Lucy Siegle calls for waste industry to sell itself better to the public
BBC's The One Show Lucy Siegle spoke about society's relationship with waste in a keynote speech at Birmingham's RWM exhibition this week, saying that there was still a lot of work to do around public perception and consumer responsibility.
Siegle, a well known environmental champion and journalist, said there was "so much mileage in waste" but that the industry needed to promote itself better to the wider world if it wanted to encourage people to see the value in viewing it as a resource.
"We all generate waste but are very bad at owning up to it. People view waste as a hassle, it annoys them ... but consumers have a responsibility for what they buy and how they drive the market," she told delegates.
She said the "mystical phrases" used within the waste industry such as 'waste hierarchy' and 'waste arisings' weren't helpful when it came to public communications. "It's very difficult to relay this to the public, it's really hard to sell [waste] stories - I do it by saying it's a pressing global environmental issue."
Part of the problem, she added, was society's deep psychological relationship with waste, one which is commonly associated with dirt, filth and embarrassment. Coupled with that is a general malaise with green issues.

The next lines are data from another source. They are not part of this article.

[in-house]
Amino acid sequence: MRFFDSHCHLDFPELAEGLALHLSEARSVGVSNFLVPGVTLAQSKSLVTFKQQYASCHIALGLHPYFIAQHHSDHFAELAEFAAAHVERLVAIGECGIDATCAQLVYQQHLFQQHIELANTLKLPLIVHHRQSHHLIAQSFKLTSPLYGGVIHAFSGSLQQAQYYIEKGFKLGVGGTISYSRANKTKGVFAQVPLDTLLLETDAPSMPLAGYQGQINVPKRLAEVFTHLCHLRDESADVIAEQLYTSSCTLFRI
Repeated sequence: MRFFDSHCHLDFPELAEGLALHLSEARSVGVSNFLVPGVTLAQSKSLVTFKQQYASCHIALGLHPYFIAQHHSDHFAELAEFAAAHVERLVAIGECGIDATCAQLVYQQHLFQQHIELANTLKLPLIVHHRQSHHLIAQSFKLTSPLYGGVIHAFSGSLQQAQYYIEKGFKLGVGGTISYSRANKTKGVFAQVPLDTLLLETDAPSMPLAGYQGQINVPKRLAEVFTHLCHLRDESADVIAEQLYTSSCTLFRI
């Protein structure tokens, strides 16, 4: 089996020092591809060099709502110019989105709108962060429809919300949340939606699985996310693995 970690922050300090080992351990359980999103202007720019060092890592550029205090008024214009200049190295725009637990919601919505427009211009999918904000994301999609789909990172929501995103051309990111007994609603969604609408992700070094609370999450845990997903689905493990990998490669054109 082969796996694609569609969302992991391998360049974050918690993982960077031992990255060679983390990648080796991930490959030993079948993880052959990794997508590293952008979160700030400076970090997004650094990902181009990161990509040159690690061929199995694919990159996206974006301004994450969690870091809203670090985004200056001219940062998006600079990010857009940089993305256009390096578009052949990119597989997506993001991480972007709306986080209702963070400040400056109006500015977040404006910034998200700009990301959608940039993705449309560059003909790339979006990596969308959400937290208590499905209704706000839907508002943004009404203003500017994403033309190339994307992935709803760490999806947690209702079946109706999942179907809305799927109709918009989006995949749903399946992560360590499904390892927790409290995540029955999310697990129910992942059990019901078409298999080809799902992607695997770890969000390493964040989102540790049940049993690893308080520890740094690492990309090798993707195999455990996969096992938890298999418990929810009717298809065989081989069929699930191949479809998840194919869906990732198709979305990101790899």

"The green movement is still seen as a bit sad - a bit 'knit your own tofu' - people in the mainstream are turned off by it so I've stopped trying to make green issues cool, I just try to make them acceptable."
Siegle added however that there was growing consumer awareness around packaging issues and that the next step on from this was to focus on waste minisimation and reuse through product design.
Referring specifically to the fashion industry, she said that many designers were "still designing for landfill" and that this needed to change. "A lot of fashion is designed from composite fibres which are not fit for disassembly, it is very difficult to reclaim those materials."
To address this, Siegle said she was currently working with a number of fashion designers to promote more textiles upcycling.